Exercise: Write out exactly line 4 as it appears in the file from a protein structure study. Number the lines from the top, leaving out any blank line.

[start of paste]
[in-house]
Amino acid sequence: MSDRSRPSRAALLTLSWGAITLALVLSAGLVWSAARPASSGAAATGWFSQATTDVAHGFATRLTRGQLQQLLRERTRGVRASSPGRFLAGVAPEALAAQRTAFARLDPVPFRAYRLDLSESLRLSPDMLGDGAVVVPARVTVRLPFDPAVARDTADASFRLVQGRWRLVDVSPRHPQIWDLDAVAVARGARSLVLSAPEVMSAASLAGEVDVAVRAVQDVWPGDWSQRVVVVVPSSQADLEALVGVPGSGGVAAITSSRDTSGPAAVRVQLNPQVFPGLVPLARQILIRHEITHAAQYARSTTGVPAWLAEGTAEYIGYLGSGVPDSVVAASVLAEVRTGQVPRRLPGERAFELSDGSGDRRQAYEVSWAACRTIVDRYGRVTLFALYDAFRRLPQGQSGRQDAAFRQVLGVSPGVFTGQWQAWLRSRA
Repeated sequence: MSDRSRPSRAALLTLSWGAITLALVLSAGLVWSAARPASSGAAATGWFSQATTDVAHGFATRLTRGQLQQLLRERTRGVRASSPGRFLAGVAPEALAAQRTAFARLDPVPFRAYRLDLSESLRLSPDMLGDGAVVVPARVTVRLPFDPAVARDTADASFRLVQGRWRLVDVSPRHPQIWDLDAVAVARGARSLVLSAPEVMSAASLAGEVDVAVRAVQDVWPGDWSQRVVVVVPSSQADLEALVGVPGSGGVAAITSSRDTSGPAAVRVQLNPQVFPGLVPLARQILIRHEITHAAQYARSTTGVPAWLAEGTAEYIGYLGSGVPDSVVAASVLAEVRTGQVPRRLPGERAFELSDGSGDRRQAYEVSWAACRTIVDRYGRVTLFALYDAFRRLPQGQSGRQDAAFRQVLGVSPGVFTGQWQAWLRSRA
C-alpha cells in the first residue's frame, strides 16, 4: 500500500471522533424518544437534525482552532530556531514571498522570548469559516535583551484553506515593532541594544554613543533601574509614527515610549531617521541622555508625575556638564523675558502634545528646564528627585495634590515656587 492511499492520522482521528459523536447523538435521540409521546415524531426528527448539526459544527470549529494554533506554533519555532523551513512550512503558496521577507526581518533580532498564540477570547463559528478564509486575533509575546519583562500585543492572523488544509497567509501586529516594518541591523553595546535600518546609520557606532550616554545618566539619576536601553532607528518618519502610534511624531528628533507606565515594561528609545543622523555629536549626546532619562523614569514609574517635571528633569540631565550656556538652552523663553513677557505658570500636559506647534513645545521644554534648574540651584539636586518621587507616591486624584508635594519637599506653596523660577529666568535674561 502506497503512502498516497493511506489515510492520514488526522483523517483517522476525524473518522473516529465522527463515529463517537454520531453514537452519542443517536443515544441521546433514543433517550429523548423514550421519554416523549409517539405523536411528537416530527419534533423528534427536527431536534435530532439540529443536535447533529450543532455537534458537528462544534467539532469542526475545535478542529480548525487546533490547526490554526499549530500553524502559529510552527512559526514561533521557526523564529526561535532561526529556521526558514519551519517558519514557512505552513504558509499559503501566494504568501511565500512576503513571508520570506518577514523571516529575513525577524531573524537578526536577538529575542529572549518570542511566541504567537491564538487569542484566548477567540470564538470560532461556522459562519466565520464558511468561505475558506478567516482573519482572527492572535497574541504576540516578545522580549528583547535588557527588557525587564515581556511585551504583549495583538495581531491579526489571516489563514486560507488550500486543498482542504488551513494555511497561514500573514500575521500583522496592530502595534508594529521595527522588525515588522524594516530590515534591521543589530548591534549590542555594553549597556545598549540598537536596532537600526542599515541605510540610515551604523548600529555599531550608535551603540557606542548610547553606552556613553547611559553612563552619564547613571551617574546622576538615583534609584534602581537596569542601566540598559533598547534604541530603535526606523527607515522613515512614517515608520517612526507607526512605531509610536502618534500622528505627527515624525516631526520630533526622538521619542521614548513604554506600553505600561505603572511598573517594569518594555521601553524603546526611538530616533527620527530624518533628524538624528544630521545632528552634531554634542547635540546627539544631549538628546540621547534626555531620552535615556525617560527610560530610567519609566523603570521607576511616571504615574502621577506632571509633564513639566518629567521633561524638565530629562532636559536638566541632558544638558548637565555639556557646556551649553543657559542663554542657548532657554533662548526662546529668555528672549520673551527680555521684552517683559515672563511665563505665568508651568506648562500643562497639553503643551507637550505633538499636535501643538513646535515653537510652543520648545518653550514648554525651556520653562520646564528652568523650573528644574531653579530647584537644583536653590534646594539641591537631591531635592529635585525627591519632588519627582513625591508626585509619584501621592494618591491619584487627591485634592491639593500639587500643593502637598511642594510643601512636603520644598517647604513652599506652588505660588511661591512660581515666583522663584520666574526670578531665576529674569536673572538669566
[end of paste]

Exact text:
C-alpha cells in the first residue's frame, strides 16, 4: 500500500471522533424518544437534525482552532530556531514571498522570548469559516535583551484553506515593532541594544554613543533601574509614527515610549531617521541622555508625575556638564523675558502634545528646564528627585495634590515656587 492511499492520522482521528459523536447523538435521540409521546415524531426528527448539526459544527470549529494554533506554533519555532523551513512550512503558496521577507526581518533580532498564540477570547463559528478564509486575533509575546519583562500585543492572523488544509497567509501586529516594518541591523553595546535600518546609520557606532550616554545618566539619576536601553532607528518618519502610534511624531528628533507606565515594561528609545543622523555629536549626546532619562523614569514609574517635571528633569540631565550656556538652552523663553513677557505658570500636559506647534513645545521644554534648574540651584539636586518621587507616591486624584508635594519637599506653596523660577529666568535674561 502506497503512502498516497493511506489515510492520514488526522483523517483517522476525524473518522473516529465522527463515529463517537454520531453514537452519542443517536443515544441521546433514543433517550429523548423514550421519554416523549409517539405523536411528537416530527419534533423528534427536527431536534435530532439540529443536535447533529450543532455537534458537528462544534467539532469542526475545535478542529480548525487546533490547526490554526499549530500553524502559529510552527512559526514561533521557526523564529526561535532561526529556521526558514519551519517558519514557512505552513504558509499559503501566494504568501511565500512576503513571508520570506518577514523571516529575513525577524531573524537578526536577538529575542529572549518570542511566541504567537491564538487569542484566548477567540470564538470560532461556522459562519466565520464558511468561505475558506478567516482573519482572527492572535497574541504576540516578545522580549528583547535588557527588557525587564515581556511585551504583549495583538495581531491579526489571516489563514486560507488550500486543498482542504488551513494555511497561514500573514500575521500583522496592530502595534508594529521595527522588525515588522524594516530590515534591521543589530548591534549590542555594553549597556545598549540598537536596532537600526542599515541605510540610515551604523548600529555599531550608535551603540557606542548610547553606552556613553547611559553612563552619564547613571551617574546622576538615583534609584534602581537596569542601566540598559533598547534604541530603535526606523527607515522613515512614517515608520517612526507607526512605531509610536502618534500622528505627527515624525516631526520630533526622538521619542521614548513604554506600553505600561505603572511598573517594569518594555521601553524603546526611538530616533527620527530624518533628524538624528544630521545632528552634531554634542547635540546627539544631549538628546540621547534626555531620552535615556525617560527610560530610567519609566523603570521607576511616571504615574502621577506632571509633564513639566518629567521633561524638565530629562532636559536638566541632558544638558548637565555639556557646556551649553543657559542663554542657548532657554533662548526662546529668555528672549520673551527680555521684552517683559515672563511665563505665568508651568506648562500643562497639553503643551507637550505633538499636535501643538513646535515653537510652543520648545518653550514648554525651556520653562520646564528652568523650573528644574531653579530647584537644583536653590534646594539641591537631591531635592529635585525627591519632588519627582513625591508626585509619584501621592494618591491619584487627591485634592491639593500639587500643593502637598511642594510643601512636603520644598517647604513652599506652588505660588511661591512660581515666583522663584520666574526670578531665576529674569536673572538669566